My family is made up of many legendary scone bakers and good old pikelet makers — sadly I am not one of them. Our whānau scones are so legendary, that we’ve been known to have scone bake-offs when we’re together on special occasions to see if there is actually one baker better than the other. Competition is fierce and luckily there are always plenty of taste testers around; ensuring there are compliments for all, so as not to offend anyone (or put them off baking scones). The younger kids are usually not so kind and will often back their Mums as the best baker.
My early memories include Sunday lunches with extended whānau and friends always welcome with many impromptu visitors calling throughout the weekend. Nana, my Mum, or my Aunty were always quick to whip up scones or pikelets to go with the cups of tea for our visitors. Be it a happy occasion or a sad occasion, scones and pikelets always seemed fitting and were devoured while the conversation flowed, with either raucous laughter or tears flowed.
It wasn’t until I was at Intermediate school and learning tikanga and te reo Māori that I first came across the word ‘manaakitanga’. There, it was a way to express the hospitality, kindness, and caring attitudes of my whānau. I could see that we were a whānau that always welcomed others into our home, sharing our time, and our scones, as we cared and supported others. There were many good conversations and world problems solved around our kitchen table.
Fast forward a fair few years to the story of now. Aa facilitator, I get the opportunity to visit many schools, and, recently, have had two occasions that have got me thinking and reflecting on manaakitanga in our schools. Let me give you my perspective through the story of two schools — schools I will simply call Tahi and Rua.
Tahi — A group of facilitators and I had travelled a few hours to deliver after-school workshops for the whole teaching team at Tahi School. We all met at the school office having travelled from various directions and signed in. We were met by the Deputy Principal and shown to the various spaces throughout the school, where we would be presenting our workshops. As we dropped each person off, the rest of us followed behind to then be shown our rooms, wondering if we’d be able to find each other again at the end of the day. We were left to set up, and once I was organised, I went next door to find a colleague, and we went off in search of the wharepaku. Roll on bell time. The participants arrived, introductions were made and conversations were held as our workshops began. The happy ending is, at the end of the day, we all managed to find each other in the staff room and headed off to our accommodation for the evening. As a team we shared our experience about being hosted by Tahi School and realised what was lacking was manaakitanga. None of us went in expecting scones with jam and cream, but we would have each appreciated a warm welcome to make us feel valued.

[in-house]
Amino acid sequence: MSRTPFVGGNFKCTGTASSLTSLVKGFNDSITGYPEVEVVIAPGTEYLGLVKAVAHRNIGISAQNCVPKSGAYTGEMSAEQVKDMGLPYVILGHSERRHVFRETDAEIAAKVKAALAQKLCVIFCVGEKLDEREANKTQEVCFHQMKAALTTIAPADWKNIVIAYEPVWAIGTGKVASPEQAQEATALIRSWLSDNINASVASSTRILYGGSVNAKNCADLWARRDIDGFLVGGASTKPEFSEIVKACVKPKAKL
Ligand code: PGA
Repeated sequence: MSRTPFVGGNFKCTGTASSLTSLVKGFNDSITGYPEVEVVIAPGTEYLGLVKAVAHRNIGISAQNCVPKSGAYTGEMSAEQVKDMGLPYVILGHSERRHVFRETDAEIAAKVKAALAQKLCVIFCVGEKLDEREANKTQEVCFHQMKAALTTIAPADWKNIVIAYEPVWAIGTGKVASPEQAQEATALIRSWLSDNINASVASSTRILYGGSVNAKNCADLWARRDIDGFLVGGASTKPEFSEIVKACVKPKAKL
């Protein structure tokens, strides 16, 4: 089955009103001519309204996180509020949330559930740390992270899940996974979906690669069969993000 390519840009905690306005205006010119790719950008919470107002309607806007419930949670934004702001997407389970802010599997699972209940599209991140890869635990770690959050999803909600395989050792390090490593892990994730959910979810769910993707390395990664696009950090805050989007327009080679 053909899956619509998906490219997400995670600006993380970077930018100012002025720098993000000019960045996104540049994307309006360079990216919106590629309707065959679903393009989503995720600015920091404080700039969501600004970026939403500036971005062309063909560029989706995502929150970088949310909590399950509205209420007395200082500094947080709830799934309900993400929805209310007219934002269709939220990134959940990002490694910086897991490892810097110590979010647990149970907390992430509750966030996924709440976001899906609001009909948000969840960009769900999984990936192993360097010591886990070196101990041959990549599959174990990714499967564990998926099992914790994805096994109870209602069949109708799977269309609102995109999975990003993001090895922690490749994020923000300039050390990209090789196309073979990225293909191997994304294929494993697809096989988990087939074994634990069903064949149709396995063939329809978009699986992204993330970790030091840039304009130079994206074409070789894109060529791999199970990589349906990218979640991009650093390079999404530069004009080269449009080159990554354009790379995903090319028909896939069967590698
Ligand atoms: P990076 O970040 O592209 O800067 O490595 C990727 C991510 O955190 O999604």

Rua — Again, another facilitator and I traveled to Rua School to meet with the Principal and discuss professional learning services. We were greeted at the school office with a warm welcome — a smile from the office admin person, who came around from the other side of her desk to hug us and thank us for traveling to their school. We were told the Principal was currently engaged with students, and were shown the bathroom before being offered a cup of tea in the staffroom while we waited. As teachers came into the staffroom they greeted us, introduced themselves, and, again, welcomed us to their school and offered us another cup of tea and/or fruit and biscuits. When the Principal arrived, we were welcomed yet again, and we assured her we were well watered and fed before we headed to her office for our hui. During the hui, the Principal asked what time we were planning on leaving as they had brought in lunch for us. No it wasn’t scones, but a home-made chicken and salad sandwich. True manaakitanga in action.
Both Tahi and Rua Schools were schools I had never been to before and teams I hadn’t met. The difference in how I felt leaving each school was immense, and promoted rich discussion within my team and plenty of reflection on my part. Of course, this reflection doesn’t just apply to how I or my colleagues are greeted, but is about how anyone who visits the school may be welcomed. To me, manaakitanga is essential in welcoming people anywhere, be it in our homes, our office space, or our schools. That first ‘taste’ of hospitality leaves a lasting impression. As a facilitator, I truly value the manaakitanga shown to me in many New Zealand schools and would like to think this is something that is openly discussed and reflected on by staff.
So, I’d like to invite you to think. Think about manaakitanga. What does manaakitanga look like, feel like, sound like in your school? If a visitor was to arrive at the office, what would the process be? If a visitor was in the staffroom, what would happen? If a visitor was in your classroom, how would they be greeted? But, it works the other way, too! Facilitators can also think about this. As a visitor to a school, it is important that we manaaki also, as it is a reciprocal thing. So, as a new facilitator in a school we could take kai on our first visit. Let’s make sure all of our New Zealand Schools are not dusty marae.
He tangata takahi manuhiri, he marae puehu
A person who mistreats his guest has a dusty Marae (Meeting house)
Someone who disregards his visitors will soon find he has no visitors at all. This accentuates the importance of manaakitanga, or hospitality within Maori society and culture.
CORE Professional Learning Services to support Culturally Responsive Practice
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